26th November 2013
Following Twitter’s recent floatation on the New York Stock Exchange and growing consumer demand for iPads, Kindles and smart phones, investor appetite for technology stocks is on the up writes Philip Scott.
In a poll run by Barclays Stockbrokers between 11 and 25 November, almost three-quarters of respondents, at 72% asserted that they are interested in investing in technology firms. This includes nearly a third, at 30%, who said that tech stocks are already part of their portfolio and 13% who have either recently invested, or increased their holdings in the sector.
An additional 29% said they are interested in investing in technology stocks but that they are not currently part of their portfolio.
Separately, just over a quarter at 28% of respondents said technology stocks do not interest them at the moment.
Alastair Thaw, head of client engagement and proposition at Barclays Stockbrokers says: “The appetite of clients currently either investing in or considering investment in the technology sector is strong. As technology companies continue to launch new smartphone and tablet devices, those investing in the sector will no doubt be monitoring it closely to identify interesting opportunities.”
Additional analysis from Barclays Stockbrokers highlights clients’ appetite for investing in the technology sector during Twitter’s IPO. On 7 November, the day of its stock market debut, Barclays Stockbrokers’ International Trader platform’s overall trading volumes were up by 79% compared to the previous day, making it the single busiest trading day on the platform of 2013. Twitter accounted for over a third, at 34% of all trades placed on Barclays Stockbrokers’ International Trader platform that day.
Top fund picks
Previously many investors were burnt, many badly so, as a result of putting too much faith in tech stocks. At the turn of the century the so-called ‘dotcom boom’ was in full swing on the back of what many were referring to as the ‘new economy’. Thousands of investors ploughed millions into technology funds and stocks only to see their cash decimated when the sector imploded in 2001. Many tech giants such as Google and Amazon managed to find their way through the storm but hundreds of other internet and tech start-ups vanished after the collapse.
But technology funds have been making a quiet comeback, and over the past five years the average Technology & Telecoms portfolio has delivered a significant return of 158% while in contrast the typical Global equity portfolio has achieved 82% over the same period.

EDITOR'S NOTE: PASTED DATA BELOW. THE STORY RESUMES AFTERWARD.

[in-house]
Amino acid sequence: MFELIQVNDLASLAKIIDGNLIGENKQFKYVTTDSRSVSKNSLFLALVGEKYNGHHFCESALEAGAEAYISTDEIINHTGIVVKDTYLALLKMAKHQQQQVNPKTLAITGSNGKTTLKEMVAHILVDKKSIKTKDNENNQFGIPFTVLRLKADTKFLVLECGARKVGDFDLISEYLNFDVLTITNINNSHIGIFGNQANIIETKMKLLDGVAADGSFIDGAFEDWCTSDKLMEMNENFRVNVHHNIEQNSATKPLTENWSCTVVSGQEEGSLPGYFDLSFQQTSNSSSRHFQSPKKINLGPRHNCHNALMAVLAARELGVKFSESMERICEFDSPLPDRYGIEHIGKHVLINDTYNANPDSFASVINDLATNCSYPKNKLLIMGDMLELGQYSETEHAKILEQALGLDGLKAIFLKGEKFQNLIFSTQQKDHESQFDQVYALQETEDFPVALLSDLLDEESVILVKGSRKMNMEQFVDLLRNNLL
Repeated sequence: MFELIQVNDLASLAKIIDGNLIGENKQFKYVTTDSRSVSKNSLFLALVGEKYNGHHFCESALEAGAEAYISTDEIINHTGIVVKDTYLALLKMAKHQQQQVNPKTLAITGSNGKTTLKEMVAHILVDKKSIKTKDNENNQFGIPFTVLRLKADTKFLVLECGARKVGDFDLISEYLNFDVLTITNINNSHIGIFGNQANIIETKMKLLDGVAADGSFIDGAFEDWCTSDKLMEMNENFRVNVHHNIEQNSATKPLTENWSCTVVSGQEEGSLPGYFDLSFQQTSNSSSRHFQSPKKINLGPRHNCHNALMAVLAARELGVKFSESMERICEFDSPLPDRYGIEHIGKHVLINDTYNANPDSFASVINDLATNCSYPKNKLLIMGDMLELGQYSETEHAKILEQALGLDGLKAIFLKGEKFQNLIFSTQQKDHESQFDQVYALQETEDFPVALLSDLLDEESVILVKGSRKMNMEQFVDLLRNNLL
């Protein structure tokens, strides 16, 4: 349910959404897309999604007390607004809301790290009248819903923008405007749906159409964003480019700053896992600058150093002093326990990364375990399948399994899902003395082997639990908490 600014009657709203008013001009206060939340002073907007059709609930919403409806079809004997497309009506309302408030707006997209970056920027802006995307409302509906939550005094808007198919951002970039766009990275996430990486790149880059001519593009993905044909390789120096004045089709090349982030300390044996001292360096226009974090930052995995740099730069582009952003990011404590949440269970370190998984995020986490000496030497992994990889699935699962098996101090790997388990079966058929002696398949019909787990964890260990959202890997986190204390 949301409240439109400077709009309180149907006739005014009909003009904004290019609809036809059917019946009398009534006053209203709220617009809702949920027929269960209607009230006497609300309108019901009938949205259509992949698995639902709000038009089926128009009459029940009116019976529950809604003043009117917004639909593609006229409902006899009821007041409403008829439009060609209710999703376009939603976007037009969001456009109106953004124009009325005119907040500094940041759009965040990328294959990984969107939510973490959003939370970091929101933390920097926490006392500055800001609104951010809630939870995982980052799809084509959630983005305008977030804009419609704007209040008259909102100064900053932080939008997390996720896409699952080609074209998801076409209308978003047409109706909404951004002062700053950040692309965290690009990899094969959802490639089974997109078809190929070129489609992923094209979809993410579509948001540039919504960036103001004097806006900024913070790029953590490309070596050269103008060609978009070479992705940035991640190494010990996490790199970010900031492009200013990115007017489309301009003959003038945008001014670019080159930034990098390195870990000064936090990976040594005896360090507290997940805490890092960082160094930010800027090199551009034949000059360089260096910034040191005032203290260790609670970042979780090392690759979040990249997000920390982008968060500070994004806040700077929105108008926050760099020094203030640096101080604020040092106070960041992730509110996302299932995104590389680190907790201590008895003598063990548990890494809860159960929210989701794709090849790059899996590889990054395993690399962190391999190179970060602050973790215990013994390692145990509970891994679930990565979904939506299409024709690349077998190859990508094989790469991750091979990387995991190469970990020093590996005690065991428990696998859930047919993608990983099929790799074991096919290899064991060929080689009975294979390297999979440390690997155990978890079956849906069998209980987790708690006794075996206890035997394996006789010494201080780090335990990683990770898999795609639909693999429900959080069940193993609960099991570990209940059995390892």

For investors looking for a wider technology investment, Hargreaves Lansdown recommends GLG Technology Equity. Managed by Anthony Burton and Phil Pearson, the portfolio has investments in the likes of tech giants including Apple, Facebook and ARM Holdings, and has achieved a substantial 180% return for its investors over the past five years.
Ben Yearsley head of investment research at Charles Stanley Direct also backs the fund. He says: “It is a high-conviction approach that allows each holding to contribute to performance but does increase risk. I believe Mr Pearson and Mr Burton are capable of generating attractive returns from the sector over the long term, so this fund could be considered by adventurous investors seeking exposure to this specialist area. It remains part of our Foundation Fundlist of favourite funds.”
Andy Parsons, head of investment research & advisory services at The Share Centre tips Henderson Global Technology, which is run by Stuart O’Gorman. The fund has investments in Google, Visa, Cisco and Apple and over the past five years, has delivered a return of 129%.
But investors looking to dive into tech need to note that the sector is a highly specialised and potentially volatile one, and should only account for a small percentage of an overall well diversified portfolio.